As a caregiver for my hustand, I have dealt with alittle of what you are experiencing but not to the full extent of your circumstances. I too woke up this morning angry and frustrated for interrupted sleep (checking drainage bag and CPAP/breathing apparatus) and not being able to go and do what I would like to do – like go to the gym. There are only a few select people in my life where I can be brutally honest with responding to the “how’s it going question”. Hopefully you have those that will listen, give hugs, give encouragement, and yes sometimes correct us in our attitudes. My husband’s last hospital stay started on Valentine’s Day in the ER and he came home 8 days later.. When the DNR band (do not resuscitate) was put on his wrist, reality hit hard. We had discussed this in length when the attorney drew up the will and our health care directives, but that DNR lettering burned an image in my brain that was difficult to accept. I still cling to the hope we have in Jesus Christ, that peace that surpasses all understanding, and the assurance of eternity. Praying for you and Dan as you search new areas for physical healing and also for emotional/spiritual refreshing and healing. God has used you both to encourage and point others to Christ. You are a blessing.Gary and I know Marv and Doreen through CREF. My husband is a quad. Just “celebrated” 50 years of being in a wheelchair.

Reply
facingcancerwithgrace

Thank you, Ellen. Your words mean more than I can express. This post was difficult to put up because I’m not used to being so personal, so open about the darker aspects of this life. It’s wonderful to praise the Lord for His goodness and blessings. It’s much harder to admit when things aren’t going so smoothly. We hit an emotional roadblock. Yet, though it all, Jesus does give us peace. And it truly does surpass all understanding. It’s amazing how long He can carry us through these things. We feel like we might not make it, but He carries us. You must know my sweet sister-in-law, Marion. She has been God’s gift to me through this (really all of the Ericksons have been). I will keep you and Gary in my prayers. Love and blessings to you!

Reply
Denise

Dear Heather, Thank you for sharing your story here. You may know me, I am Dave and Jill Pavlenko’s daughter. I have prayed for Dan in the past, but seeing this post makes me start praying again. I pray for God’s presence to be felt. I pray that God would take the cancer away and heal Dan. I pray that the Mayo lungcaner specialist will have another treatment for Dan. I pray for wisdom for the family and the doctors. I pray for strength for Dan and Heather and the kids. I pray that you would protect Heather’s dreams and that she would be able to get good restful sleep tonight. Thank you that you promise to never leave us. Thank Lord, for this wonderful family! Amen! Praying for you tonight. With much love, Denise

Reply
facingcancerwithgrace

Dear Denise, Thank you so much for your prayers. I am thankful to report his brain MRI came out looking great. His thoracic had a couple of things on it but nothing of great concern. We’ll take it day by day and get through it with the help of the Lord and the love of His people. Bless you!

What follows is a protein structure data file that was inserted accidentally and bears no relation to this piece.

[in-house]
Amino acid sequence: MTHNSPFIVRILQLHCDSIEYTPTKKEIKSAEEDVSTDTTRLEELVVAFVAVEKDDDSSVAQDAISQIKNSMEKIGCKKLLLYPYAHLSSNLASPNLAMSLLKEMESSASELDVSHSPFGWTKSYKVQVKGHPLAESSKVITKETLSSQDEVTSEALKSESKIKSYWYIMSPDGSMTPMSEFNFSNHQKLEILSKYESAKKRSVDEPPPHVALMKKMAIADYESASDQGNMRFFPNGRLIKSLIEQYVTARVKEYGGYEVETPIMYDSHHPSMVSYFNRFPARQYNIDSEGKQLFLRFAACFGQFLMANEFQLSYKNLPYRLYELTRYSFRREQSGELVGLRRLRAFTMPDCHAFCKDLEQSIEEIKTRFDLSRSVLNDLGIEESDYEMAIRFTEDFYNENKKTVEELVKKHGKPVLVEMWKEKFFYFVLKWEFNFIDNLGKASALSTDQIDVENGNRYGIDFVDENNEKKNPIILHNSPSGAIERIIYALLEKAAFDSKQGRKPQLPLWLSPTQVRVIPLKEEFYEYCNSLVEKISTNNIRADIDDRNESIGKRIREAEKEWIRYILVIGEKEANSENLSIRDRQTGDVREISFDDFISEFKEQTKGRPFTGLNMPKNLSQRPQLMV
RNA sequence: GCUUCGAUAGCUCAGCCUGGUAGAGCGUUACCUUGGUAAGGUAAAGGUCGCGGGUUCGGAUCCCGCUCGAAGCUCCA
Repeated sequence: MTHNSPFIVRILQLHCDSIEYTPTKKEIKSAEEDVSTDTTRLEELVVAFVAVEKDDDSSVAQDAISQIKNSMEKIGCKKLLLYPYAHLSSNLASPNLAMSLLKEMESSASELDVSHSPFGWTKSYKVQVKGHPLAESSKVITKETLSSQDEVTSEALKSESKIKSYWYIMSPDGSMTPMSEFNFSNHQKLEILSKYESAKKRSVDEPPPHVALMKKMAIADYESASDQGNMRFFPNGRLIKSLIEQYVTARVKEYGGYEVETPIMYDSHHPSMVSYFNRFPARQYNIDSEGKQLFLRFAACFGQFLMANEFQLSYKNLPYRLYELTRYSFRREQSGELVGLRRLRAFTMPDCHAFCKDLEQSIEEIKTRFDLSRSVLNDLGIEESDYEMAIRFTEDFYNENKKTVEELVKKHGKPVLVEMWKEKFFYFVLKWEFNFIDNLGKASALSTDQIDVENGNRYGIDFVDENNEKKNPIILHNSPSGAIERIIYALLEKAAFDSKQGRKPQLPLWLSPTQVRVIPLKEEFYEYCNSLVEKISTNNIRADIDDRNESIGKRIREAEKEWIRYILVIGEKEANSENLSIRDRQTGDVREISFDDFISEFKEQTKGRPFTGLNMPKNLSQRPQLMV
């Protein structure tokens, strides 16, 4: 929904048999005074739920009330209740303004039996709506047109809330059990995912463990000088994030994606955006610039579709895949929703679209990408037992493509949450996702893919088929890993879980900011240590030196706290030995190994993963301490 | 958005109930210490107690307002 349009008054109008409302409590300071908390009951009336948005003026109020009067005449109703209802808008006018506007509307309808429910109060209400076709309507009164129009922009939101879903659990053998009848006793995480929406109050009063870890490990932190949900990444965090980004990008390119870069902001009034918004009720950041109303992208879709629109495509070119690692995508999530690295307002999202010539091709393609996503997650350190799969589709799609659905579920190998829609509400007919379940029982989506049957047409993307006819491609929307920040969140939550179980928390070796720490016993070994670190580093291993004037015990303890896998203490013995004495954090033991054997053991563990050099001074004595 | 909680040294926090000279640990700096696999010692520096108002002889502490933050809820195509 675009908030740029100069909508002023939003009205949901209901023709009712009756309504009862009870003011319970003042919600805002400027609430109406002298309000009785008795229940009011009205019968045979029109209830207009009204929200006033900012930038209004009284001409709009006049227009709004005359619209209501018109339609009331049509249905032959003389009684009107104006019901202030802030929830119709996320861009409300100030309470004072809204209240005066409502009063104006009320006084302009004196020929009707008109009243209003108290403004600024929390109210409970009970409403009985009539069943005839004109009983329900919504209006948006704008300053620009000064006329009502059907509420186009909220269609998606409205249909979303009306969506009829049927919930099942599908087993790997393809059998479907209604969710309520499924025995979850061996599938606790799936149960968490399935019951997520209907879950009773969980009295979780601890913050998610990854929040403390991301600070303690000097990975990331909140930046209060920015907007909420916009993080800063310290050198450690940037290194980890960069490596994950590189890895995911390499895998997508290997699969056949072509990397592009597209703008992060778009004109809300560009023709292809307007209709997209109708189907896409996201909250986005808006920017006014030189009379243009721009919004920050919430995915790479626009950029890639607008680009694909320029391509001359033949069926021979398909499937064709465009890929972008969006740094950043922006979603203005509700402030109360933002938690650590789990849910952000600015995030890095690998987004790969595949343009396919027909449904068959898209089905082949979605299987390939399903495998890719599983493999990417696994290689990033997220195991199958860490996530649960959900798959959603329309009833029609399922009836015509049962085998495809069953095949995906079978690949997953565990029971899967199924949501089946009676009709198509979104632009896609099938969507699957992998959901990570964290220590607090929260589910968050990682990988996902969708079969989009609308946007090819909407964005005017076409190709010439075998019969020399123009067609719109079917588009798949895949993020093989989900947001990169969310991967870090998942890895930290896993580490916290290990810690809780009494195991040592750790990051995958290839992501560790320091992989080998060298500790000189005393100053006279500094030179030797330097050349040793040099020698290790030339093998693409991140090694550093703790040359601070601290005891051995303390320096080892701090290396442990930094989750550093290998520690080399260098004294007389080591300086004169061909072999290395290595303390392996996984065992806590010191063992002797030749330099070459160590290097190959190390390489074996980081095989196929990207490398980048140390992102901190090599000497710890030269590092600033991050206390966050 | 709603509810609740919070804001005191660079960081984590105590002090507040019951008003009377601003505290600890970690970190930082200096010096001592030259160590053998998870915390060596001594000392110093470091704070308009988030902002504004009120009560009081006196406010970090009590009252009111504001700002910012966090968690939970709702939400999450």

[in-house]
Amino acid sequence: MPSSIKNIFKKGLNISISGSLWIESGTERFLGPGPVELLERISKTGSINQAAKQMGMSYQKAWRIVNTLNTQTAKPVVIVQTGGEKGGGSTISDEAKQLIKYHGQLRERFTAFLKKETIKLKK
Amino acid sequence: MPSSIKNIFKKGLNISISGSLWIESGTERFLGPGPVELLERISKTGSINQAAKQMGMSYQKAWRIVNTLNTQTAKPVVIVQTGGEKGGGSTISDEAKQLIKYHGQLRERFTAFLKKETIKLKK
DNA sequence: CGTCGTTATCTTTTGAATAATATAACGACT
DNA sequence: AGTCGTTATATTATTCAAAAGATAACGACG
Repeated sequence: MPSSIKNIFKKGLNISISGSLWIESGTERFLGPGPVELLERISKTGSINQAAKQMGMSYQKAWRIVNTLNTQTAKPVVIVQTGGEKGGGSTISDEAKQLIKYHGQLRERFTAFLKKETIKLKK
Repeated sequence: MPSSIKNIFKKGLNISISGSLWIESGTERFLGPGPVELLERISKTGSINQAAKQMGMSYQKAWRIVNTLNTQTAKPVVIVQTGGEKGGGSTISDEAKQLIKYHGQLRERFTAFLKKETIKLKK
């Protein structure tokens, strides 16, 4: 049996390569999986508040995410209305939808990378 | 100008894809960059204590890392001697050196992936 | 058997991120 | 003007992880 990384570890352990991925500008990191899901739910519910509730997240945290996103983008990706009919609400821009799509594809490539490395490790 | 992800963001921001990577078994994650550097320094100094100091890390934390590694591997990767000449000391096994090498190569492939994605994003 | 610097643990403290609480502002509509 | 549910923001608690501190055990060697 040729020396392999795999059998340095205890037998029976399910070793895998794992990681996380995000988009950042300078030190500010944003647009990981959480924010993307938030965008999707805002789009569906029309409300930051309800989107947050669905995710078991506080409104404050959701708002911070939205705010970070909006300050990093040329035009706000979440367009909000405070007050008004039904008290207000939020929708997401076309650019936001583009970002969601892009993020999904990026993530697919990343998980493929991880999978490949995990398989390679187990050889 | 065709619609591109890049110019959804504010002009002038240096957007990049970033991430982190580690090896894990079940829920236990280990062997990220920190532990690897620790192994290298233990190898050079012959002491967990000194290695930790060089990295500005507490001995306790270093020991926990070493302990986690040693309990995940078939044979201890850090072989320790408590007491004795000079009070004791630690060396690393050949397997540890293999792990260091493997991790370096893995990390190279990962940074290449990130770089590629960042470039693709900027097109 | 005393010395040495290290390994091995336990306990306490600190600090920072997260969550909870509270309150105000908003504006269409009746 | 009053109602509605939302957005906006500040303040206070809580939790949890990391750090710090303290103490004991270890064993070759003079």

Reply
Denise Steinbrink

My husband was DX with NSCLC IV in Sept. 2017. He had been sick for a long time. After many tests, surgeries and hospital stay they found cancer. It is also in his lymph nodes. He is terminal and non curable. Is doing chemo, but not a candidate for rad or surgery. It has been a nightmare to our entire family. It’s so hard to watch your loved feel horrible every day. He is signing up for palliative this week. They will try and help with pain and breathing issues. I quit working and am able to be with him all the time. I have much anger and don’t know where to direct it. I hate cancer but that changes nothing. I never sleep good, I hear every breath he takes and get up with him for comfort. Our 2 children are a great support for us, but they are hurting also. I feel as I should be able to control all this, but I find myself getting so depressed every day. My husband retirement was suppose to be relaxing and travel. I can’t think of the future because every day he is here is a gift. I’m afraid of the future, it is not good. My prayers go out to you and your family.

Reply
facingcancerwithgrace

Hi Denise. I am so sorry for what you and your family are going through. The things you have expressed so eloquently in your comment are things I have felt (and still feel) so I very much appreciate your prayers. You have mine as well. Everything takes on a different meaning after cancer. It is so frustrating and maddening not to be able to do something that can make things better. Bless you!

Reply

Leave a Reply

Your email address will not be published. Required fields are marked *

CommentLuv badge

This site uses Akismet to reduce spam. Learn how your comment data is processed.

A to Z Challenge Survivor

Newsletter

Find out when I post a new blog.

Archives

Categories

Grab a copy of Facing Cancer as a Friend!

Get the Memory Maker’s Journal

%d bloggers like this: